Rigid sigmoidoscopy - Forum

User avatar
Old surgeon

Rigid sigmoidoscopy - Ärzteforum

Post#1 »

I'm fascinated by the concept that rigid proctoscopes are still being
used for diagnostic purposes. I guess I have been living in my own
little world, but do any other for-surgeons.com members use this venerable (if
somewhat medievil) piece of equipment?


User avatar
A Doctor

Re: Rigid sigmoidoscopy - Ärzteforum

Post#2 »

Yes.
If a patient presents with bleeding from bowel that has features
of colonic disease, then clearly colonoscopy or flexible sigmoidoscopy
is appropriate. If he has change of bowel habit, colonoscopy or even
Barium enema would be used. However if a young patient presents with
minor anorectal problems (e.g. piles) would you not think that a rigid
sigmoidoscopy a reasonable diagnostic aid? It will at least eliminate
idiopathic proctitis, solitary rectal ulcer syndrome, etc from
consideration. Sure one could do a flexible sigmoidoscopy, but a rigid
scope is quicker, and cheaper, and frankly I would prefer it (I have had
one)
I believe that rigid scopes are the norm in the UK for minor ano
rectal problems. Are we so very out of date?

User avatar
Alalo

Re: Rigid sigmoidoscopy - Ärzteforum

Post#3 »

Of course there is still a large role for rigid sigmoidoscope--wwatch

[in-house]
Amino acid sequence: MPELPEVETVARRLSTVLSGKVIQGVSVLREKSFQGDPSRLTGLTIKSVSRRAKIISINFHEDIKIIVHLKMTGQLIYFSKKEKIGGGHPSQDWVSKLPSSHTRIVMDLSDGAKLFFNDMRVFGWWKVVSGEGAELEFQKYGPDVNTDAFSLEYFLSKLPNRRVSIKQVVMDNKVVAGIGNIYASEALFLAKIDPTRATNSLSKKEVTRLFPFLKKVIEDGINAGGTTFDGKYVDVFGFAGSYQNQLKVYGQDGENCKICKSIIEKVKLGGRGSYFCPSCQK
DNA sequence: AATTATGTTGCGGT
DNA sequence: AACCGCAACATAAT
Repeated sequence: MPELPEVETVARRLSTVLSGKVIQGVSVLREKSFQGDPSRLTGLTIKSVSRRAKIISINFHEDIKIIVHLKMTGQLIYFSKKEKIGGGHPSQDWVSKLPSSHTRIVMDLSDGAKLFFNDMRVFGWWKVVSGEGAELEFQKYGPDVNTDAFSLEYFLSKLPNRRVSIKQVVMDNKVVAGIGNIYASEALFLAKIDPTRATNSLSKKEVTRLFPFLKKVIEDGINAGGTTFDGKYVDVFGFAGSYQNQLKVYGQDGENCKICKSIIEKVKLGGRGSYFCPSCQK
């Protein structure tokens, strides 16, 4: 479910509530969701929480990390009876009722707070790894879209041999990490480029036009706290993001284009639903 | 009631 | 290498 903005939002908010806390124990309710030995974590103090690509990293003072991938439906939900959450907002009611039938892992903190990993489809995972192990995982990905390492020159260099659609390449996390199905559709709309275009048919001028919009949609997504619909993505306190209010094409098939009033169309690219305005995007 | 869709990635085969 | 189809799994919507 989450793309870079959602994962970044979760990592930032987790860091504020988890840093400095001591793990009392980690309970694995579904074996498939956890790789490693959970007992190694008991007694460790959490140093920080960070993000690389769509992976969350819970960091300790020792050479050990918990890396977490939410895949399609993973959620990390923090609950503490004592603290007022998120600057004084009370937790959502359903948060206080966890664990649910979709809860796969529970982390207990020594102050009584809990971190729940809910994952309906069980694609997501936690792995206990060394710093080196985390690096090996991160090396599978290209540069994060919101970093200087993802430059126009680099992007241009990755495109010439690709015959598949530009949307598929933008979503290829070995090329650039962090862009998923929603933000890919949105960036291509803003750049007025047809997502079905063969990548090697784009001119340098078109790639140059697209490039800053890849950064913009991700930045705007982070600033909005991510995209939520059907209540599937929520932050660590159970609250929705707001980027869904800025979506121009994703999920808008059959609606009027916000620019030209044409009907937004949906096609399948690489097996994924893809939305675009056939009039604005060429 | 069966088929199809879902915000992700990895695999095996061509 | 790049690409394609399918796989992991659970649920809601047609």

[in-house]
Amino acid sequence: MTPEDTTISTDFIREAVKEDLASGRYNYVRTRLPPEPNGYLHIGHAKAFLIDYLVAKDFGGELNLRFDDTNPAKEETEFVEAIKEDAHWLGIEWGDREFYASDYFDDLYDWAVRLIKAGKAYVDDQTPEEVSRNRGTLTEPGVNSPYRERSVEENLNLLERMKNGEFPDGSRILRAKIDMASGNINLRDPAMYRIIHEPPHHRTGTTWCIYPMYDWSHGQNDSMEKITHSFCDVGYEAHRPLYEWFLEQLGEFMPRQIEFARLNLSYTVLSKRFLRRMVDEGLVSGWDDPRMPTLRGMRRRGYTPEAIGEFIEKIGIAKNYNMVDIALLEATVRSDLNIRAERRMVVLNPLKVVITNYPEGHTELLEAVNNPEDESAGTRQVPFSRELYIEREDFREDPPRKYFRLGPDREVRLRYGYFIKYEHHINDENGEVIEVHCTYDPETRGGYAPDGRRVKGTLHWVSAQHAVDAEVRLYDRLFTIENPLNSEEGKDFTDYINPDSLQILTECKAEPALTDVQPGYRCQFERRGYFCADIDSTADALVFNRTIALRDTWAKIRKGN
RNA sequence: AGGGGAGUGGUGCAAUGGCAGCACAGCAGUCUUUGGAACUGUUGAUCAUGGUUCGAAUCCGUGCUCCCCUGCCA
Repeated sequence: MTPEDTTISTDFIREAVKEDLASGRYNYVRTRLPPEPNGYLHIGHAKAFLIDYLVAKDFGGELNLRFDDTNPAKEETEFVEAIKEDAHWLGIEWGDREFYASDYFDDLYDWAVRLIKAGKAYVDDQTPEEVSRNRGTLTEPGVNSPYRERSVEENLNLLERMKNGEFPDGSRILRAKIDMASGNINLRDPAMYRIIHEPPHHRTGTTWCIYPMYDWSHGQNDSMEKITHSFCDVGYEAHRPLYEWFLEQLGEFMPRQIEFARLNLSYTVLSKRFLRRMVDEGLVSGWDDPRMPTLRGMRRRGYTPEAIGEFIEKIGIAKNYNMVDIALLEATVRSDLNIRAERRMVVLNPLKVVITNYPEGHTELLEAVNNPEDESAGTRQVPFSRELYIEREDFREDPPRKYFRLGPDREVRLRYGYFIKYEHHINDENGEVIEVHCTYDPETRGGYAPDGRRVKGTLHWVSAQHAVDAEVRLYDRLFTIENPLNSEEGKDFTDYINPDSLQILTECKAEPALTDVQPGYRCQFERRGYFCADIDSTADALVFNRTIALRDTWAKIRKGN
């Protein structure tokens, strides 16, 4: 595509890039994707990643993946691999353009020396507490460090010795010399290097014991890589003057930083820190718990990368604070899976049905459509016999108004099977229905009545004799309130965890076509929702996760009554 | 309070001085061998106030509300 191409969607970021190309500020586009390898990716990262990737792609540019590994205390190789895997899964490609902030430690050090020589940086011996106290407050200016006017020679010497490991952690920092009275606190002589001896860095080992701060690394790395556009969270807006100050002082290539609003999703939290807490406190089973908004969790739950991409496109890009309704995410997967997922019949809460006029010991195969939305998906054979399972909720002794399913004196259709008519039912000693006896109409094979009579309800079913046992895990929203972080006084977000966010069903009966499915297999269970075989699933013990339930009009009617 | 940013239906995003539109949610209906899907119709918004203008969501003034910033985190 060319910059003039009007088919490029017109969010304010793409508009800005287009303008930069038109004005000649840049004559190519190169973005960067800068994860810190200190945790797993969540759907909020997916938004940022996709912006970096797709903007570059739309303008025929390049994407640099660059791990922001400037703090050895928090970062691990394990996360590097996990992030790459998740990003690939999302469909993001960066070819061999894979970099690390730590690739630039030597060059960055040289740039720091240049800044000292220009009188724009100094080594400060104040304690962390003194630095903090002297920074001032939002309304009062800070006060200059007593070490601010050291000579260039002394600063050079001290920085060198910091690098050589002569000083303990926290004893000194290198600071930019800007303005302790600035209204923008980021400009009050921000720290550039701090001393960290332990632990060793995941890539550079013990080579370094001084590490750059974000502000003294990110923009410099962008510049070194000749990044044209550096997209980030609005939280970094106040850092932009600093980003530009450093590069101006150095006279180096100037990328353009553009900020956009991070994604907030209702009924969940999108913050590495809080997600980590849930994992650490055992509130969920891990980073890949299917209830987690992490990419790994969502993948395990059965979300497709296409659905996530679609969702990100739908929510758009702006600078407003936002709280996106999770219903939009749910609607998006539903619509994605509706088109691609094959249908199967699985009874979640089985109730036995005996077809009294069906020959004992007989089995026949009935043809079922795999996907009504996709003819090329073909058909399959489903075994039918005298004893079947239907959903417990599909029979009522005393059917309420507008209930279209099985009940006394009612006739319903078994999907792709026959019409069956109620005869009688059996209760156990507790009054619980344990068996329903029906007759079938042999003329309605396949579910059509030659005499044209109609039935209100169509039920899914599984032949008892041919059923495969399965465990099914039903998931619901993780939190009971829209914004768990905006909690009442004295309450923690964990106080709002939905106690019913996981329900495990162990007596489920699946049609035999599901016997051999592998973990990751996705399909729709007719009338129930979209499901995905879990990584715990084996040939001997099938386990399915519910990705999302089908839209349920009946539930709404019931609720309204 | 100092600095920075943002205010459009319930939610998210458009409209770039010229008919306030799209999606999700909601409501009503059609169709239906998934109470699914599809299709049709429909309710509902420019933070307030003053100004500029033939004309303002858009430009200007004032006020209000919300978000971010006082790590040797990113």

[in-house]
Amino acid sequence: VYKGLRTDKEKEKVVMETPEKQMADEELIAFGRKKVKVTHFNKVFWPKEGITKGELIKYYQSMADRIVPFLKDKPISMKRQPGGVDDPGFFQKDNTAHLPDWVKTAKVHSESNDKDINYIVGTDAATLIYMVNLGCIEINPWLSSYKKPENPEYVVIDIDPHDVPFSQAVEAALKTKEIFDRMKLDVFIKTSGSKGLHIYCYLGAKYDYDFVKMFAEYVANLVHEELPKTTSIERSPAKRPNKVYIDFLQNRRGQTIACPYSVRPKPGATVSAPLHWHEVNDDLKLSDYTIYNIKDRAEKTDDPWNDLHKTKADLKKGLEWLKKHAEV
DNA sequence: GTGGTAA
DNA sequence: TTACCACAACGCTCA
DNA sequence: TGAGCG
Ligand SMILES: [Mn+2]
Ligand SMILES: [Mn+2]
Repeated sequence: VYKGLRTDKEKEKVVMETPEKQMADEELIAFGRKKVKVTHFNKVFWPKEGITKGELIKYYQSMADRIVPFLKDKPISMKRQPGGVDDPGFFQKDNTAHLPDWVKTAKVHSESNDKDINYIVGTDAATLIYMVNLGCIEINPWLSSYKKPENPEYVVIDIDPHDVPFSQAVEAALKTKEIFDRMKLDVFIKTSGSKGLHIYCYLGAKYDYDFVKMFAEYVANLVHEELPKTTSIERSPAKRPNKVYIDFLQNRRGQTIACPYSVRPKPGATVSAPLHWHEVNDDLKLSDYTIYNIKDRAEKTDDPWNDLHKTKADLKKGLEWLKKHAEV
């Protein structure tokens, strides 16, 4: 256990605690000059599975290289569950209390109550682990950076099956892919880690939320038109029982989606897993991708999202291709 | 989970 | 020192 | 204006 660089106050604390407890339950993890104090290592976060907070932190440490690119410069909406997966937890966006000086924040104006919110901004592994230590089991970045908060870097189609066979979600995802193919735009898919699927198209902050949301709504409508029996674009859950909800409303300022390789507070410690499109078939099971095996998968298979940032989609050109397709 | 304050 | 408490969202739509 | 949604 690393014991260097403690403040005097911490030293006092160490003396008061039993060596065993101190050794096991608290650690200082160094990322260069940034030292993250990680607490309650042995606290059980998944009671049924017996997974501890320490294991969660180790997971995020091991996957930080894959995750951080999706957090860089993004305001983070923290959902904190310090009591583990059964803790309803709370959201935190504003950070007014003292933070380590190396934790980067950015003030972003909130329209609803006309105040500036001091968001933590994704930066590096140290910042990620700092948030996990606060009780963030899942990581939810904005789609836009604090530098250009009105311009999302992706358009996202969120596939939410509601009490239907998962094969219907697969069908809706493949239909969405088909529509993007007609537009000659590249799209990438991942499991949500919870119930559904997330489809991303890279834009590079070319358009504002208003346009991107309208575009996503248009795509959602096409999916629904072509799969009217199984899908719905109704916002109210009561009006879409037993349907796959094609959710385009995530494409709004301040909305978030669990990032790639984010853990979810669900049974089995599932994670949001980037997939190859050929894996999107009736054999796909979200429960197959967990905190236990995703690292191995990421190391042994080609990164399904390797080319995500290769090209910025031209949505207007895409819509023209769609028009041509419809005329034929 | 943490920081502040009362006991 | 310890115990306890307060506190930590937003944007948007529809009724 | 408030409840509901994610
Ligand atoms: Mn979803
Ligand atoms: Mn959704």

out for losing sight of the forest(i.e. real world) becuse of being
so caught up in your little world--there is nothing "medieval " about
it--also think of the lesser expense for the patient, if that means
anything to you. I actually only use it however when scoping on the
operating table under anesthesia for anorectal problems or prior to
low anterior resections--in the outpatient setting flex sig has
pretty much replaced rigid, mainly due to patient comfort
But still some exceptions--i.e. when we try to reduce a sigmoid
volvulus, the rigid scope I believe is the better way to go.

User avatar
Doctor Green

Re: Rigid sigmoidoscopy - Ärzteforum

Post#4 »

I have had experience in reducing 8 sigmoid volvulus(i?) over the last 4
years with a colonoscope. The ability to cross the twist with least trauma,
and suction the distended segment to untwist it with the colonoscope has
been most appreciated.
Actually I was unaware till now that a rigid sigmoidoscope could be used for
the volvulus.
How actually do you go about it? What do you believe are the benefits?

User avatar
A Doctor

Re: Rigid sigmoidoscopy - Ärzteforum

Post#5 »

I tried to make clear that I was talking about DIAGNOSTIC uses
of a rigid proctoscope. I have used one a few times over the years to
reduce sigmoid volvulus, but have come to feel that colonoscopy is a
better tool for that purpose. At least in my hands.

Perhaps I misread Michele's post, but I interpreted it to mean this
cancer at 18 cm was diagnosed by rigid proctoscope. Are you saying that
this patient didn't need colonoscopy? That rigid proctoscopy is
sufficient in cases of suspected colon cancer? Should we be doing
colonsocopy AND rigid proctoscopy for cases of colon cancer? I don't
think this is true, but I'd be interested to hear your opinion.

User avatar
Surgeon

Re: Rigid sigmoidoscopy - Ärzteforum

Post#6 »

I agree with you that colonsocopy or flex sig is theappropriate
means of colon evaluation in the presence of a cancer or for routine
screening--your post, however, said very clearly something to the